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As a rule of thumb, mean squared error (MSE) is more appropriate for regression problems, that is, problems where the output is a numerical value (i.e. a floating-point number or, in general, a real number). However, in principle, you can use the MSE for classification problems too (even though that may not be a good idea). MSE can be preceded by the ...


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In a classification problem it's better to get higher error and higher error slope when we predict the label wrong. As you see in the graph by using cross-entropy you get high error when the algorithm predict a label wrong and small error when the prediacted label is close enough, so it helps us to separate the predicted classes better.


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You can not use error to reliably measure accuracy. Error is best used as a measure of how fast the model is currently learning. As an example, using different loss functions (cross entorpy vs MSE) results in massively different values for the error at similar accuracy. Also considering this, an error of 0.0000000001 quite often has lower validation set ...


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Accuracy itself isn't a sufficient way to compare two models. For example, you need to consider the precision and recall stats (see confusion matrix) and calculate some other metrics like f1 score. The measurement of accuracy is only the initial state that helps us to know if a model is "working". But in order to understand and compare you need to know how ...


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MSE just measures the squared difference between actual and target values. It can still correctly classify the values, but perhaps not with the same confidence - leading to a higher loss (e.g. an output of 0.77 vs 0.98 when the target is 1). In terms of which is better, I wouldn't know without the specifics of your problem. It is possible the higher loss ...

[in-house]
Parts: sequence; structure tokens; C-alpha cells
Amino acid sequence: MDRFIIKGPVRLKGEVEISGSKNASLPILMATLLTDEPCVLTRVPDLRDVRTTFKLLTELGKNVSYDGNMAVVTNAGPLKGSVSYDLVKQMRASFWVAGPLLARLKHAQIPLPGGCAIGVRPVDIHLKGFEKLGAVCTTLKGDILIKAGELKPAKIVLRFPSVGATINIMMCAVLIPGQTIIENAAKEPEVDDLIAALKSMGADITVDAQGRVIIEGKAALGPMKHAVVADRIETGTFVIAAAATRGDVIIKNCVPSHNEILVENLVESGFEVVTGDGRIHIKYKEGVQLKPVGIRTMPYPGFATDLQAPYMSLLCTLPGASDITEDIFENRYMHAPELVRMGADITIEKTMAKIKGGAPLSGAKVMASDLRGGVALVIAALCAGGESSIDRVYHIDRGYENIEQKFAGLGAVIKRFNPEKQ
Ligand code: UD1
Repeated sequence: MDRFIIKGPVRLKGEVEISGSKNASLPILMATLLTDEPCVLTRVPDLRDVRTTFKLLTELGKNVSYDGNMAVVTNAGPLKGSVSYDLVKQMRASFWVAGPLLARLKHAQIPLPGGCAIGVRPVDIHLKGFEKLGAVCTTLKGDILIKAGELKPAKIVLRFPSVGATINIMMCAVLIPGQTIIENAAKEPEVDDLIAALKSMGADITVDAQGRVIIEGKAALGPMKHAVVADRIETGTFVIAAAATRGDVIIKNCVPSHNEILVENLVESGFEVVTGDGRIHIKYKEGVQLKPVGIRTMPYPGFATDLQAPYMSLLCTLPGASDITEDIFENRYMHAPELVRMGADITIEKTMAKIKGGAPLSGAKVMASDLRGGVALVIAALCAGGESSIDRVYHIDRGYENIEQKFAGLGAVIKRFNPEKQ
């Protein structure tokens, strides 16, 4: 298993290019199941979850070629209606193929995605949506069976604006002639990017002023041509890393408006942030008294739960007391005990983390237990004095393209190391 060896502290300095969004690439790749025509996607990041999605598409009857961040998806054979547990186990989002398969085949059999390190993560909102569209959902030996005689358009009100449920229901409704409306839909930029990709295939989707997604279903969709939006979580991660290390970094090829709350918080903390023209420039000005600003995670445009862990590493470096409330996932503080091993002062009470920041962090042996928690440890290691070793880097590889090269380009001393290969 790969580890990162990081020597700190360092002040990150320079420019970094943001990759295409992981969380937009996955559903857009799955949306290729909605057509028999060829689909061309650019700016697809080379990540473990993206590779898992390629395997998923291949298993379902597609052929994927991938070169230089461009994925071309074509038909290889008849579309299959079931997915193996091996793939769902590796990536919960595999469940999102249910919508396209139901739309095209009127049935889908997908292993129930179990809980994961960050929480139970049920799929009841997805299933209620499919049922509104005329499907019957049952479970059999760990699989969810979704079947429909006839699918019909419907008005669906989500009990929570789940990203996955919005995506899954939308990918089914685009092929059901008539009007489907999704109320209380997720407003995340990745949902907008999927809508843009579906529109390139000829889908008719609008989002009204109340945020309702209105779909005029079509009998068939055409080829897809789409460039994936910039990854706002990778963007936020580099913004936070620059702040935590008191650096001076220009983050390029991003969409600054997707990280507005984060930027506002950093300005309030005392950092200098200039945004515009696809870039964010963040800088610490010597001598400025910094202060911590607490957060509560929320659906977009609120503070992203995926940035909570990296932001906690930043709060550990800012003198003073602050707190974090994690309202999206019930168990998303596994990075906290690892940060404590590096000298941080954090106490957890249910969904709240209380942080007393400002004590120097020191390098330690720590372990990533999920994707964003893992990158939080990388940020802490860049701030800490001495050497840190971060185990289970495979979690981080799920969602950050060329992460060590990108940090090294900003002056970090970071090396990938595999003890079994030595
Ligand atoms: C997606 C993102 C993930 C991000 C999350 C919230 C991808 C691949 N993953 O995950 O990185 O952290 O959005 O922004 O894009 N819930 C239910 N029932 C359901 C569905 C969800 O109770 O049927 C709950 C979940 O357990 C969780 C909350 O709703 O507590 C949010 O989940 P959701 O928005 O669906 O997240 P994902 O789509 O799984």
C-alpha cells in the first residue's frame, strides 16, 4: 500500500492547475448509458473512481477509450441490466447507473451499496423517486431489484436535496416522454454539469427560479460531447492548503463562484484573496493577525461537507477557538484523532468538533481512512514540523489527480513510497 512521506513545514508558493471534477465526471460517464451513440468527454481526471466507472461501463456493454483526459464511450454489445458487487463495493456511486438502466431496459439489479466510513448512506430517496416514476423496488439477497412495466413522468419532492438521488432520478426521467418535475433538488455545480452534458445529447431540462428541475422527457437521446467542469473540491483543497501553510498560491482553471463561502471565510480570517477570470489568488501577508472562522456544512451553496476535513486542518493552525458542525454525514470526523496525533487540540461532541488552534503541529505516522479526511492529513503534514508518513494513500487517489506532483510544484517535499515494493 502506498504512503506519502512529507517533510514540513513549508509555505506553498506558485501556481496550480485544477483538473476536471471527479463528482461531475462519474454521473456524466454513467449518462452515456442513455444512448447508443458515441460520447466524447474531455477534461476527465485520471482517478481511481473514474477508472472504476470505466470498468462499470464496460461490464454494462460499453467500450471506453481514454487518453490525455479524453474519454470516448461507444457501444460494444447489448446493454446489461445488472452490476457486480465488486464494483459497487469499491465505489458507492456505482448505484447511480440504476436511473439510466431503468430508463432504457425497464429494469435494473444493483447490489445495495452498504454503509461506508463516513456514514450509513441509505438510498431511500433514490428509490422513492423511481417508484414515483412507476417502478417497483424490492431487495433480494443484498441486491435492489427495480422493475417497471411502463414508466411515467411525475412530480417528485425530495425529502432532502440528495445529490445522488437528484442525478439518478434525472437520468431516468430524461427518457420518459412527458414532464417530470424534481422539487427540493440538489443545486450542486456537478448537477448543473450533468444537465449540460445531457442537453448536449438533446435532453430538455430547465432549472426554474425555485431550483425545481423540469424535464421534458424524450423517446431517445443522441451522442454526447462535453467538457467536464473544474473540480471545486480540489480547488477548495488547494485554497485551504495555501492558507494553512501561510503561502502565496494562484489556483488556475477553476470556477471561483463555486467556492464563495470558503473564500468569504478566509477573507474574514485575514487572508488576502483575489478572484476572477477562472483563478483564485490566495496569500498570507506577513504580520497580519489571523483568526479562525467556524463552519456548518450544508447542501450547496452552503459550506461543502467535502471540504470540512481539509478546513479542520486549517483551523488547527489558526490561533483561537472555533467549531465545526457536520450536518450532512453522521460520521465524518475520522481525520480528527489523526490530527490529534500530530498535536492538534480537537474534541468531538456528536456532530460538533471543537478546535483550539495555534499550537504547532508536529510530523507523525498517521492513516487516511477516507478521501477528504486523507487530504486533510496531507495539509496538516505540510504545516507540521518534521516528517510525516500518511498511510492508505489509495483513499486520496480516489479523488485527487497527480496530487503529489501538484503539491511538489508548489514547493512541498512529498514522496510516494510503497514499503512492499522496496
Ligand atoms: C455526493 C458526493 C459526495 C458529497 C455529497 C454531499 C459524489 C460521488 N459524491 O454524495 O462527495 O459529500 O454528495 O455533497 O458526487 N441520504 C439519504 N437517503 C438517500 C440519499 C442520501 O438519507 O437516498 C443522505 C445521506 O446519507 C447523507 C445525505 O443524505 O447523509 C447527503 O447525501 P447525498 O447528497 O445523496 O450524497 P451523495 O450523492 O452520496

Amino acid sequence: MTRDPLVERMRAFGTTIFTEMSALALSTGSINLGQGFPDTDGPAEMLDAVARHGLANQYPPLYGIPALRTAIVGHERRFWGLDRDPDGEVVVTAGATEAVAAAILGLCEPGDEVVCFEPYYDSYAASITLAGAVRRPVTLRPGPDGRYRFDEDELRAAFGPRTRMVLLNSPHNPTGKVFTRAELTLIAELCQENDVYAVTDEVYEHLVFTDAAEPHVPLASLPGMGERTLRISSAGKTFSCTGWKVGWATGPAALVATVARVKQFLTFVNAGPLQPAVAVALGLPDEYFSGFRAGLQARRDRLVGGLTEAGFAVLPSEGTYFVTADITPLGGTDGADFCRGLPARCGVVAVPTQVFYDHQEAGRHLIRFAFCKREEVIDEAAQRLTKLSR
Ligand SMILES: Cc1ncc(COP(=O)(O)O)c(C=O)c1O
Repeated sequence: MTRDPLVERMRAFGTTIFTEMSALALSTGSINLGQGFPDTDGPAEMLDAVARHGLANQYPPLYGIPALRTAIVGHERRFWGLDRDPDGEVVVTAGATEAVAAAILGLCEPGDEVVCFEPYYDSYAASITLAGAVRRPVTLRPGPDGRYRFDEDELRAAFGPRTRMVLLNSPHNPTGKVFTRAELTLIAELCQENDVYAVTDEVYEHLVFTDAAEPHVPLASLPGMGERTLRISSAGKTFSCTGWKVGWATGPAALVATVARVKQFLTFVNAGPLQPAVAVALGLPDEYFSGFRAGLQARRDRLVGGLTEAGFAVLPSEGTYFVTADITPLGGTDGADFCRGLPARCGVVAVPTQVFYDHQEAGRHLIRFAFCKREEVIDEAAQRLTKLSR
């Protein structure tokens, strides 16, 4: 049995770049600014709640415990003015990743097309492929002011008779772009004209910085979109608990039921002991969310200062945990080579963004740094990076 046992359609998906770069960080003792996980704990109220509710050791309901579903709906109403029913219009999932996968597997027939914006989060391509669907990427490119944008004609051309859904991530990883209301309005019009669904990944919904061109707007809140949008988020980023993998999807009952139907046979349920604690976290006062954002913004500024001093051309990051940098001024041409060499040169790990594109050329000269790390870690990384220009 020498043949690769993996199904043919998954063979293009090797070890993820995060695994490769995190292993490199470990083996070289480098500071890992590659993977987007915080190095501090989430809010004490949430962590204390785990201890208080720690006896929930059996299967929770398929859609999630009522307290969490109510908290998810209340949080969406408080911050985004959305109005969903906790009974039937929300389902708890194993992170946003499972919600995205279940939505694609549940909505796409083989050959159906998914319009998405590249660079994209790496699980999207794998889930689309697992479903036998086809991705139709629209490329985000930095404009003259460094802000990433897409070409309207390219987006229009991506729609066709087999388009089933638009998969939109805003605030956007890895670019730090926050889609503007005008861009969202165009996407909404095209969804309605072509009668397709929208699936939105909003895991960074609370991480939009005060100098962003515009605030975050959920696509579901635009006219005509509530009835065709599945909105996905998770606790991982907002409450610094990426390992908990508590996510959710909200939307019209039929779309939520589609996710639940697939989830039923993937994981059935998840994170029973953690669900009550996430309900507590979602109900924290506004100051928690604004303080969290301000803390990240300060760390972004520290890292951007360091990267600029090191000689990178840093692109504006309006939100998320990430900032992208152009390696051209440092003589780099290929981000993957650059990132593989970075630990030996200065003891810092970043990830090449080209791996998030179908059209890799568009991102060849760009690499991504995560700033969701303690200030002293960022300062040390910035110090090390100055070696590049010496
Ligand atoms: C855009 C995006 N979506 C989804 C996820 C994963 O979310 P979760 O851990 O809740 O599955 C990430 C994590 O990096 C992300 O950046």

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This is very easy to prove. Let's first prove that, if $\hat{y}_k = y_k$, then the $E = 0$. I will leave all steps, so that it's super clear. \begin{align} E &=\frac{1}{2}\sum_k(\hat{y}_k - y_k)^2 \\ &=\frac{1}{2}\sum_k(y_k - y_k)^2\\ &=\frac{1}{2}\sum_k(0)^2\\ &=\frac{1}{2}\sum_k 0\\ &=\frac{1}{2} 0\\ &=0\\ \end{align} To prove the ...


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We sometimes see that binary cross-entropy (BCE) loss is used for regression problems. This post is my opinion on using BCE for regression problems. The figure below is the plots of BCE, $-t*\log(x) - (1-t)*\log(1-x)$, for several target values $t = 0.0, 0.1, ..., 0.5$. (The plots for $t>0.5$ are mirror images of those for $t<0.5$, so I omitted them.) ...


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On page 5 of the VAE paper, it's clearly stated We let $p_{\boldsymbol{\theta}}(\mathbf{x} \mid \mathbf{z})$ be a multivariate Gaussian (in case of real-valued data) or Bernoulli (in case of binary data) whose distribution parameters are computed from $\mathbf{z}$ with a MLP (a fully-connected neural network with a single hidden layer, see appendix $\mathrm{...


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To provide a good answer would fill several pages. To keep it very simple try many different loss functions on your model. Your goal is to have the highest performance based on some desired prediction metric (e.g., RMSE, MAE, MAPE, etc.). You almost always have plenty of time to try many loss functions so you don't need to have a full understanding, and ...